We took a gap in the rain to dash home. It’s always good to have a brisk walk home after time in the pub, something that’s sorely missing in SA lifestyle. It was still drizzling though so we were soaked by the time we got back to the hotel.

Had another long sleep-in after discovering that our last full day was also destined to be rainy. We’d heard reports that parts of the island were flooding and the whole of Southern Thailand is super-flooded (destructive, but not yet life-threatening).

We’d discovered that the rain belts down, but provides periodic eyes in the storm where it gets down to virtually nothing before it starts up again so used an eye to make a dash for brunch run. We hunted down a (pork) Masamang and (chicken) Penang curry, both which Michelle had recommended and both on good advisement.

We dotted window-shopping (eyes) with actual shopping (storms) and ended up with (another) 4 bags of gifts and goods, so thought it wise to busy ourselves rather with a Thai massage (since we were in the hood after all). We spent the next hour being prodded and pressed and were most pleased with our decision.

By this time we had walked as far as The Wave so we thought it rude not to pop in. And spent the next 5 hours there! The best potato skins ever! And finally we found flexible people – easily convincing them to make us nachos with their beef and mushroom bolognaise mince (which we’d had on the skins) when there was panic because they were out of the chilli con carne mince advertised on the menu!

Again, using the eye of a storm to make a dash for home, we poked our heads in at a few of the pubs and bars with live entertainment, but nothing held our attention so we called it a night.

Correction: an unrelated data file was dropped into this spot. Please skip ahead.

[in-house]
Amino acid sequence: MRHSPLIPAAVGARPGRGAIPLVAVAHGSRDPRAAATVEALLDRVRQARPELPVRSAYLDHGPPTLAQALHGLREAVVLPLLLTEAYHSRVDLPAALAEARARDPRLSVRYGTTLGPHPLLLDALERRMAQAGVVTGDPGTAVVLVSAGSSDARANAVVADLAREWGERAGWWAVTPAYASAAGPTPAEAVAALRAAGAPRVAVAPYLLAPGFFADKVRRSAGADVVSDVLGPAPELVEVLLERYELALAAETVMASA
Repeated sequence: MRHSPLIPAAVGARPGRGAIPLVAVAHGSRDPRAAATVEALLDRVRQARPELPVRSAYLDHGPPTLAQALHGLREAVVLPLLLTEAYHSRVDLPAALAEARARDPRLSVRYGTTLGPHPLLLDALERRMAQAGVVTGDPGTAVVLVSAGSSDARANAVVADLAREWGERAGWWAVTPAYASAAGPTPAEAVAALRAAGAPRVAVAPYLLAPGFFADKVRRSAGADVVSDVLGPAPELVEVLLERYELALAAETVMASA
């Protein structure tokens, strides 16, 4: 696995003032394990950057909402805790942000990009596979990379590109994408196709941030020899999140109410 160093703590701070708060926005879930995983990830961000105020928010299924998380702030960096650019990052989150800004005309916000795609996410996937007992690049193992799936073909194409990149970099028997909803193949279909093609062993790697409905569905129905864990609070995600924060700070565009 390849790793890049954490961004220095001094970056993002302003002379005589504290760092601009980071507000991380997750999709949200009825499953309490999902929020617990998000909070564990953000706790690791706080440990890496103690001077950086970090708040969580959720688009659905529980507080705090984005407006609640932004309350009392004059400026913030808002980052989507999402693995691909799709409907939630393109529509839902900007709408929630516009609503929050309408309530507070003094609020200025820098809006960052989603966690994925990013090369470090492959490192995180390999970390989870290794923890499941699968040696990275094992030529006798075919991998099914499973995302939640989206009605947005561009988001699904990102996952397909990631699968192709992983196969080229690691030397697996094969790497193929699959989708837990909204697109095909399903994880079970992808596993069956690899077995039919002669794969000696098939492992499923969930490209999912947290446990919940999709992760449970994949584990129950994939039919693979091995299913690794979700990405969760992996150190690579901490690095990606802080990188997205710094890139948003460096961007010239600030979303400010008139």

Fortunately, our last morning was quite painless as we’d had the good sense to book a private taxi to get us to the pier for our speedboat-bus-plane to Bangkok. We had a fair enough breakfast of cheese omelette and fried bread (they couldn’t toast because of yet another power failure – they have more than we do when we’re load-shedding!) and were soon off to start the long journey home.

Got to the harbour without incident, but the stupid speedboat was an hour late, which worried us with the tight timing of all the connections. A short 45 min ferry and the bus was waiting for us for the 30 ride to the airport, where we arrived at 16h20 for our 16h50 flight. Fearing the worst, Christian took charge of getting our bags and I scurried into the airport to find the Nok Air desk.

Shouldn’t have worried – this is Nok Air! Nobody seemed concerned at all by my urgent tone and, although there was some discussion between the *four* people clustered behind the counter, no info was forthcoming and the faces were poker-worthy. People were starting to cluster around me, with connection concerns far more time-sensitive than ours (but of course my only mission was to get us airborne).

Eventually we were issued boarding passes for what we were told was the 19h45 flight, but which said were boarding 17h55… And were both in my name!!! They reissued Christian’s. By now he was seething and there was no way they’d mess with his “don’t dare ask me to pay for overweight luggage” comment as he hoisted our 20kg (mine) and 22kg (his) suitcases onto the scale for our 15kg (each) weight-in.

We also made them give all the delayed passengers food vouchers, since we’d spent all our baht, planning on dinnering at Bangkok airport where credit cards are readily accepted and had no intention of going through the hassle and expense of drawing money to entertain ourselves in the canteen of a restaurant in this one-horse (still quicker means of transport than a Nok flight it seems) airport. They obliged (am sure they’re used to it by now) and we ordered bacon, cheese and tomato double-decker sandwiches. They were OK, but all the bacon here seems bland.